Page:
April Corbin, equity writer
Enough with the yuppies!
That’s one of the biggest takeaways from a series of focus groups comprised of low-income Philadelphians who were identified as potential bike share users.
While at least one participant in the focus group identified biking as an activity designed for everybody, most of the groups seemed to have a more narrow view of people who bike?young professionals in their 20s and 30s, college students, the environmentally conscious, active people in it for the exercise, and hipsters. The focus group determined that, to get other demographics to embrace this new form of transit, they would need to see advertising and marketing that included people like them.
?Team Chunk?plus sized. Cruisin?, weave blowing. But seriously, to see a plus size?that would be motivation. I could do it,? responded one black female when the subject of marketing and advertising came up.
Another black female said she?d like to see families and little black girls on bikes. Not because she has a family of her own yet, but because she aspires to have that some day.
That people want ethnic, gender and economic diversity displayed in marketing efforts isn’t surprising, of course, says Carniesha Kwashie, the Better Bike Share Partnership grant manager at the Mayor’s Office of Transportation and Utilities for the City of Philadelphia, which partnered with the Bicycle Coalition of Greater Philadelphia and Temple University to hold the focus group. Still, it was important to see that the focus groups agreed with the organizers that bike sharing could be something that appeals to their demographics.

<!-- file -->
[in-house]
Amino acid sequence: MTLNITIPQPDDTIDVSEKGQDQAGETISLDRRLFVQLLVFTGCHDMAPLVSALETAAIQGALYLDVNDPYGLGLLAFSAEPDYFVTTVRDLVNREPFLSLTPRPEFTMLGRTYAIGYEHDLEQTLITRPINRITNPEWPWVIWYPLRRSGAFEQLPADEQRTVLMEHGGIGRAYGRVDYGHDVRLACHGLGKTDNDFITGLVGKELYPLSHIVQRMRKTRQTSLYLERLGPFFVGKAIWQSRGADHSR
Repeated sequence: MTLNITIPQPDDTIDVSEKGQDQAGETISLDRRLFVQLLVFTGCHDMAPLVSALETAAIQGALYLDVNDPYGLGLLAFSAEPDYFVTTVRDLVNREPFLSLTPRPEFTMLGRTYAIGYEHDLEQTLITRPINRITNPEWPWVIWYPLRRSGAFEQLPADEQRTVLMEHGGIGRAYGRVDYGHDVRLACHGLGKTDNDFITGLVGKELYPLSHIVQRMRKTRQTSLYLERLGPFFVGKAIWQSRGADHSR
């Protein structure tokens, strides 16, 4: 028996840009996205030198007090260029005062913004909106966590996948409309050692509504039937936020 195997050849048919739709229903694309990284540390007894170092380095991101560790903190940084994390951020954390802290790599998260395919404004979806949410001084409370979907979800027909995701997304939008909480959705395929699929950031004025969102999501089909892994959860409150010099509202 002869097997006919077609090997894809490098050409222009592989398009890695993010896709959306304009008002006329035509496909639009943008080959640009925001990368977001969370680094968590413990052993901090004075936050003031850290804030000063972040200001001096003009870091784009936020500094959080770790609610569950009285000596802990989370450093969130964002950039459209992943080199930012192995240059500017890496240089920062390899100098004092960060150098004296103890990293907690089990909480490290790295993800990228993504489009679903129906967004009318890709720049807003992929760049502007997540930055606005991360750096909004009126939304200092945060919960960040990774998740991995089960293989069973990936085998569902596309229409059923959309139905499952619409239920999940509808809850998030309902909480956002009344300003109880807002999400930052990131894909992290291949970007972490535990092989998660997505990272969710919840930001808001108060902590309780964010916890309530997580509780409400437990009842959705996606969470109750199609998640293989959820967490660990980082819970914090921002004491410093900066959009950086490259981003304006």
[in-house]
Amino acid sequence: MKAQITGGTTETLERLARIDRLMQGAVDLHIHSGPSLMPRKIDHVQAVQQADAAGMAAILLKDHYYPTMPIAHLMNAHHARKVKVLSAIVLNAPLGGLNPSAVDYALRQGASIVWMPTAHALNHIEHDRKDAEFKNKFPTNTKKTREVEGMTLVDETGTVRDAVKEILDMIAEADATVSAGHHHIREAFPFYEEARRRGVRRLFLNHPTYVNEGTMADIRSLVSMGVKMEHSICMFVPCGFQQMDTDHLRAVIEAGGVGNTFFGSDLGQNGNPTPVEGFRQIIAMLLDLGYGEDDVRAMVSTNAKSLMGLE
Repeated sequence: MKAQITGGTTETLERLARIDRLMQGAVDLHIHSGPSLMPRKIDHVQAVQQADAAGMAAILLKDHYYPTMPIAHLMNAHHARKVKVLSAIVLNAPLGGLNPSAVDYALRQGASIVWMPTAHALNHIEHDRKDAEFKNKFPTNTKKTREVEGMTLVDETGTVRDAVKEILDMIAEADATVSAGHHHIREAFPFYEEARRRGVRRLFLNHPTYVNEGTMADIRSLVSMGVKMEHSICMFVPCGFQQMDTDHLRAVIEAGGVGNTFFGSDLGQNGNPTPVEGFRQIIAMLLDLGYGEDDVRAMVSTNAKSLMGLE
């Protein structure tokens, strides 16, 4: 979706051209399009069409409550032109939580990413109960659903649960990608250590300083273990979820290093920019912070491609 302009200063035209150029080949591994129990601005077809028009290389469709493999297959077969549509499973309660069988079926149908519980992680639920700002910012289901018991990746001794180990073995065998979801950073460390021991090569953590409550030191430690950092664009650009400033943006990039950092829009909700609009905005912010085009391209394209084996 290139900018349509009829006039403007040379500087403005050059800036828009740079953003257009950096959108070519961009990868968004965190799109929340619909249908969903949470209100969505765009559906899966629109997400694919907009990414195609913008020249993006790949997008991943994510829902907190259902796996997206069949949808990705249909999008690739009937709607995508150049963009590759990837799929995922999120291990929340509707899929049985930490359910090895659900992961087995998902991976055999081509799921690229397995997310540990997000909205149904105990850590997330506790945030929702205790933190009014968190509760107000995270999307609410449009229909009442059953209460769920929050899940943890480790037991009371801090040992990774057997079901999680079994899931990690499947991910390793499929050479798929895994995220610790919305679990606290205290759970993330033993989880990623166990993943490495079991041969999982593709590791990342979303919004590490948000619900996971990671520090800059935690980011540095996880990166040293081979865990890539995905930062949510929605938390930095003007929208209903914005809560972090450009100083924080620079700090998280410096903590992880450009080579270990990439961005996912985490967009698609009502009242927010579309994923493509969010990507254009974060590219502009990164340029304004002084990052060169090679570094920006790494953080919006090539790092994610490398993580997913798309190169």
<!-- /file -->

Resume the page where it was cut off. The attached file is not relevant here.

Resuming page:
With the right type of marketing, the focus group suggested, the benefits of bike sharing become obvious.
The focus groups identified several of them. Many saw it as a supplement to SEPTA, the existing public transit system. They envisioned using bike share to avoid congestion or delays on their current preferred method of transit. They?primarily women?also saw the health and recreational benefits.
When it came to reservations they had about using bike share, everything raised by the low-income focus group has been heard before: safety of the bike from theft or damage, safety of the rider from drivers or robbers, bad weather, and the convenience of stations. In short, the concerns are nothing insurmountable.
?We?re really happy that people are excited about it, and they are open to trying bike share,? says Kwashie. ?Their feedback is helping shape the design of the program.?
Pricing for Philadelphia’s system hasn’t been finalized yet, but Kwashie says officials know it won?t exceed $20 per month for a monthly pass. Why? Because the focus groups stressed the importance of bike share prices being comparable to SEPTA.
Similarly, how people pay was also important to the focus group.
?They want to be able to pay for bike share where they already pay for services like SEPTA,? explains Kwashie. ?Also, paying in cash, debit or online. It’s really important to us to launch with the ability to pay in ways that make sense to our target population.?
Philadelphia is still finalizing its approach, but Kwashie adds that it will be in line with the needs and desires identified in these early conversations with residents.
This emphasis on low-income residents within the bike share market is setting Philadelphia apart. The city hopes to launch the nation’s most equitable bike share system this spring. Bike share systems have typically done a less-than stellar job of appealing to (and being accessibly by) underserved communities. If nothing else, the Philadelphia focus group serves as a reminder that the potential is there.
?It has reinforced a bunch of hunches we?ve had,? says Kwashie of the focus groups. ?It supports the direction we’re going in.?
The Better Bike Share Partnership is a grant-funded collaboration between the City of Philadelphia, the Bicycle Coalition of Greater Philadelphia, the National Association of City Transportation Officials (NACTO) and the PeopleForBikes Foundation to increase access to and use of bike share in underserved communities. Follow us on Facebook, Twitter and Instagram. Story tip? Write firstname.lastname@example.org